Man on the Moon is a 1999 American biographical film about the American entertainer Andy Kaufman. The film, starring Jim Carrey and directed by Miloš Forman, begins at Kaufman's childhood, where he is seen performing imaginary television programs for stuffed animals.
The Godfather Part III is a 1990 American gangster film written by Mario Puzo and Francis Ford Coppola, who directed. It completes the story of Michael Corleone, a Mafia kingpin who tries to legitimize his criminal empire. The movie also weaves into its plot a fictionalized account of real-life events—the 1978 death of Pope John Paul I and the Papal banking scandal of 1981-1982—and links them with each other and with the affairs of Michael Corleone.
Fargo is a 1996 American dark comedy crime film produced, directed and written by brothers Joel and Ethan Coen. It stars Frances McDormand as a pregnant police chief who investigates a series of homicides, William H. Macy as a car salesman who hires two criminals to kidnap his wife, Steve Buscemi and Peter Stormare as the criminals, and Harve Presnell as the salesman's father-in-law.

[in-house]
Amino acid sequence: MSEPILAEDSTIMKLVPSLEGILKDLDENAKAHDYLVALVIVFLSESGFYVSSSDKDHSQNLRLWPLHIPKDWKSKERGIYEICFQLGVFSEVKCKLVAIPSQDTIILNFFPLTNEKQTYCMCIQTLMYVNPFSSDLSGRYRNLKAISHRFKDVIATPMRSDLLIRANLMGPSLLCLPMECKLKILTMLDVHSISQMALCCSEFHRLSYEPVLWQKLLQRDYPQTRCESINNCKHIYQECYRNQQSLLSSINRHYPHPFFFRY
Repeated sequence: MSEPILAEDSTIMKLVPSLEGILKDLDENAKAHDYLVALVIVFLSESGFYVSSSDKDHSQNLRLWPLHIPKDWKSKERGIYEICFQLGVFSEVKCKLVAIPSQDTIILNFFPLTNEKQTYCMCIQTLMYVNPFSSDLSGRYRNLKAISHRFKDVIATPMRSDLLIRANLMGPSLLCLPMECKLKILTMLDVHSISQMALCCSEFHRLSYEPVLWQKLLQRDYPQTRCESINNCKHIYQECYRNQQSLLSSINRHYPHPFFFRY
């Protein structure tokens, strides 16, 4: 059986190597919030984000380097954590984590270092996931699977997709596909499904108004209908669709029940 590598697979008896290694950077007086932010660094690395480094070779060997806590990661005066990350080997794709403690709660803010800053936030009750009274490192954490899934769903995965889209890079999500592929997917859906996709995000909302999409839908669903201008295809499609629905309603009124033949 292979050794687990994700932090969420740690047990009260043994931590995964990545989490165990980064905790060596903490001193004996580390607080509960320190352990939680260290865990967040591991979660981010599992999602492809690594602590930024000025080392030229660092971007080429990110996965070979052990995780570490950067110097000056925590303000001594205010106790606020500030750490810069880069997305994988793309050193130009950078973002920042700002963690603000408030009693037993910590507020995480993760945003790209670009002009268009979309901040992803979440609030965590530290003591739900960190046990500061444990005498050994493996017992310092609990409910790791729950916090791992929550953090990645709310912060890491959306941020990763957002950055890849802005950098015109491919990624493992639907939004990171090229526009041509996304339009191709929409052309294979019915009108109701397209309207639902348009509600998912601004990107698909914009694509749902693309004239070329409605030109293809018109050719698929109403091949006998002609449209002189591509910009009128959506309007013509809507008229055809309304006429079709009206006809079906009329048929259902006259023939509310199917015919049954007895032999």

High Fidelity is a 2000 American comedy-drama film directed by Stephen Frears and starring John Cusack. The film is loosely based on the 1995 British novel of the same name by Nick Hornby, with the setting moved from London to Chicago and the name of the lead character changed. After seeing the film, Hornby expressed his happiness with John Cusack's performance as Rob Gordon (changed from Rob Fleming in the book), saying, "At times, it appears to be a film in which John Cusack reads my book".
Billy Elliot is a 2000 British drama film written by Lee Hall and directed by Stephen Daldry. Set in the fictional town of 'Everington' in the real County Durham, UK, it stars Jamie Bell as 11-year-old Billy, an aspiring dancer, Gary Lewis as his coal miner father, Jamie Draven as Billy's older brother, and Julie Walters as his ballet teacher. In 2001, author Melvin Burgess was commissioned to write the novelization of the film based on Lee Hall's screenplay.